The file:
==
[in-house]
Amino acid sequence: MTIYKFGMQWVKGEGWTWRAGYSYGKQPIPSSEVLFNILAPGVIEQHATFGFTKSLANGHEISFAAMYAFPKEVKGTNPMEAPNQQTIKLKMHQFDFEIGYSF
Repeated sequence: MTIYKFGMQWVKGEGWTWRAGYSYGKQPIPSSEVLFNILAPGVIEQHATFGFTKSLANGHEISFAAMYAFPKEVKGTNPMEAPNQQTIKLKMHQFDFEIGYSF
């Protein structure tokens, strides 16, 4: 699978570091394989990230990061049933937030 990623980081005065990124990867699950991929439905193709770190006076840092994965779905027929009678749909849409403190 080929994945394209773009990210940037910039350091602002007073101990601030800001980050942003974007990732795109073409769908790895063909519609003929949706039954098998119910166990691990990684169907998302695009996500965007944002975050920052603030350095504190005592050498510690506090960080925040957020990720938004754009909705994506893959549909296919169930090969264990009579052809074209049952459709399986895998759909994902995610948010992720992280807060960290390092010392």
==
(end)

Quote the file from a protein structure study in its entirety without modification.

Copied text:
[in-house]
Amino acid sequence: MTIYKFGMQWVKGEGWTWRAGYSYGKQPIPSSEVLFNILAPGVIEQHATFGFTKSLANGHEISFAAMYAFPKEVKGTNPMEAPNQQTIKLKMHQFDFEIGYSF
Repeated sequence: MTIYKFGMQWVKGEGWTWRAGYSYGKQPIPSSEVLFNILAPGVIEQHATFGFTKSLANGHEISFAAMYAFPKEVKGTNPMEAPNQQTIKLKMHQFDFEIGYSF
């Protein structure tokens, strides 16, 4: 699978570091394989990230990061049933937030 990623980081005065990124990867699950991929439905193709770190006076840092994965779905027929009678749909849409403190 080929994945394209773009990210940037910039350091602002007073101990601030800001980050942003974007990732795109073409769908790895063909519609003929949706039954098998119910166990691990990684169907998302695009996500965007944002975050920052603030350095504190005592050498510690506090960080925040957020990720938004754009909705994506893959549909296919169930090969264990009579052809074209049952459709399986895998759909994902995610948010992720992280807060960290390092010392």